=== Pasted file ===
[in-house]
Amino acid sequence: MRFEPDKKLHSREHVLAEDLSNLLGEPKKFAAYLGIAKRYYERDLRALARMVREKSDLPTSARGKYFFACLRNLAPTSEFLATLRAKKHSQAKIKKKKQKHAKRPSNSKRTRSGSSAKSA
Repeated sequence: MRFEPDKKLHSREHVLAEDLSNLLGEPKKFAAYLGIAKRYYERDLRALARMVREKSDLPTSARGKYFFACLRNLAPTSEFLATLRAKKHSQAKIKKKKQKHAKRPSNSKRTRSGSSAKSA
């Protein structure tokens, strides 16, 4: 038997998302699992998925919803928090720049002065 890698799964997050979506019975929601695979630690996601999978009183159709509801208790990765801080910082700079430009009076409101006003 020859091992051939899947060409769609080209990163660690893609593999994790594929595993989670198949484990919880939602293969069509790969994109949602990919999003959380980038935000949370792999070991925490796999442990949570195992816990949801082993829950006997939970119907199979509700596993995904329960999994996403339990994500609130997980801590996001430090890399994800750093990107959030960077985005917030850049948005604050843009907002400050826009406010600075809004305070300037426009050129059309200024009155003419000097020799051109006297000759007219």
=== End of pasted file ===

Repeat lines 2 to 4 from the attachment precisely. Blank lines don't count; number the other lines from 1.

Amino acid sequence: MRFEPDKKLHSREHVLAEDLSNLLGEPKKFAAYLGIAKRYYERDLRALARMVREKSDLPTSARGKYFFACLRNLAPTSEFLATLRAKKHSQAKIKKKKQKHAKRPSNSKRTRSGSSAKSA
Repeated sequence: MRFEPDKKLHSREHVLAEDLSNLLGEPKKFAAYLGIAKRYYERDLRALARMVREKSDLPTSARGKYFFACLRNLAPTSEFLATLRAKKHSQAKIKKKKQKHAKRPSNSKRTRSGSSAKSA
């Protein structure tokens, strides 16, 4: 038997998302699992998925919803928090720049002065 890698799964997050979506019975929601695979630690996601999978009183159709509801208790990765801080910082700079430009009076409101006003 020859091992051939899947060409769609080209990163660690893609593999994790594929595993989670198949484990919880939602293969069509790969994109949602990919999003959380980038935000949370792999070991925490796999442990949570195992816990949801082993829950006997939970119907199979509700596993995904329960999994996403339990994500609130997980801590996001430090890399994800750093990107959030960077985005917030850049948005604050843009907002400050826009406010600075809004305070300037426009050129059309200024009155003419000097020799051109006297000759007219």